Sun allergy is a term often used to describe a number of conditions in which an itchy red rash occurs on skin that's been exposed to sunlight. The most common form of sun allergy is polymorphic light eruption, also known as sun poisoning.
Some people have a hereditary type of sun allergy, while others develop signs and symptoms only when triggered by another factor — such as certain types of medications or skin exposure to plants such as limes or wild parsnip.
Mild cases of sun allergy may resolve without treatment. More severe cases may require steroid creams or pills. People who have a severe sun allergy may need to take preventative measures and wear sun-protective clothing.
The appearance of skin affected by sun allergy can vary widely, depending on the disorder that's causing the problem. Signs and symptoms may include:
Signs and symptoms usually occur only on skin that has been exposed to the sun and typically develop within minutes to hours after sun exposure.
When to see a doctor
Polymorphous light eruption
Polymorphic light eruption occurs most often in areas that are covered in the winter months and exposed in the summer months, such as the front of your neck and chest. ...
Certain medications, chemicals and medical conditions can make the skin more sensitive to the sun. It isn't clear why some people have a sun allergy and others don't. Inherited traits may play a role.
Risk factors for having an allergic reaction to sunlight depend on your particular condition. These include:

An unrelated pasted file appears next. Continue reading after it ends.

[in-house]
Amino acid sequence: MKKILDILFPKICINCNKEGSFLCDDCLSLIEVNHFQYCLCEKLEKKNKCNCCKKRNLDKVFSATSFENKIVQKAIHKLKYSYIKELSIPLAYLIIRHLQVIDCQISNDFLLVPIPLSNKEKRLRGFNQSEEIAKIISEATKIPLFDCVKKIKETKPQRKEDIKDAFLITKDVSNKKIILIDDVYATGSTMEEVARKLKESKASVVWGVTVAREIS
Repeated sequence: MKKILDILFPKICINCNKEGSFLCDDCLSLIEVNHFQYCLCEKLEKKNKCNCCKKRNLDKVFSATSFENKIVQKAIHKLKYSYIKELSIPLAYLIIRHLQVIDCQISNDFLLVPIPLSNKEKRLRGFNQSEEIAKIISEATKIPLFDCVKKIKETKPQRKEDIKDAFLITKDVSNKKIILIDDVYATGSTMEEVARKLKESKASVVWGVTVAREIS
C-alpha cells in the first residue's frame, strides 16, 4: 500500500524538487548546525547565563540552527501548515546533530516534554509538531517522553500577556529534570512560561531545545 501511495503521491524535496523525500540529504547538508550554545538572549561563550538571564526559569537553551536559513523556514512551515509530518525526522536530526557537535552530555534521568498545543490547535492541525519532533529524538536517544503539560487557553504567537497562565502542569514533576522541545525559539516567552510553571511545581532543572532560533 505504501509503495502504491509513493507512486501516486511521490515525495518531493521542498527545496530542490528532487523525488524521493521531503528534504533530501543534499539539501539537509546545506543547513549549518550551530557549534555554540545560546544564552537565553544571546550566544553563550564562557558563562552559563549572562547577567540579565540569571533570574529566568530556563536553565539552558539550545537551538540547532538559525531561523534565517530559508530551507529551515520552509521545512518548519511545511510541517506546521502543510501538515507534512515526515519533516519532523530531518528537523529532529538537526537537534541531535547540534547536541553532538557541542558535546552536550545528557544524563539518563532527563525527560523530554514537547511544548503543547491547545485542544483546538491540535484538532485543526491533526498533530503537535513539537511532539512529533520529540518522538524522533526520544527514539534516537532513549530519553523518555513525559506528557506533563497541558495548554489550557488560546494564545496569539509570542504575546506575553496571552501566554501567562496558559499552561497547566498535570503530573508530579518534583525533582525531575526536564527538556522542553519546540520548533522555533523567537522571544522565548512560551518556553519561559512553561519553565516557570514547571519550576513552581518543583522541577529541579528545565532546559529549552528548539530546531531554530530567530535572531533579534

Preparing for your appointment
You're likely to start by seeing your family doctor or a general practitioner. However, when you call to set up an appointment, you may be referred to a doctor who specializes in skin conditions (dermatologist).
At the time you make the appointment, be sure to ask if there's anything you need to do in advance. For example, if you're going to have tests that check for a reaction to ultraviolet light (phototesting), your doctor may ask you to stop taking certain medications beforehand.
What you can do
What to expect from your doctor
Tests and diagnosis
In many cases, doctors can diagnose sun allergy simply by looking at your skin. But if the diagnosis isn't clear-cut, you may need tests to help identify what's going on. These tests may include:
Treatments and drugs
Treatment depends on the particular type of sun allergy you have. For mild cases, simply avoiding the sun for a few days may be enough to resolve the signs and symptoms.
The malaria medication hydroxychloroquine (Plaquenil) may ease symptoms of some types of sun allergies.
Lifestyle and home remedies
These steps may help relieve sun allergy symptoms:
If you have a sun allergy or an increased sensitivity to the sun, you can help prevent a reaction by taking these steps:
Last Updated: 2012-08-28
© 1998-2015 Mayo Foundation for Medical Education and Research (MFMER). All rights reserved. A single copy of these materials may be reprinted for noncommercial personal use only. "Mayo," "Mayo Clinic," "MayoClinic.com," "Mayo Clinic Health Information," "Reliable information for a healthier life" and the triple-shield Mayo logo are trademarks of Mayo Foundation for Medical Education and Research.
Terms and conditions of use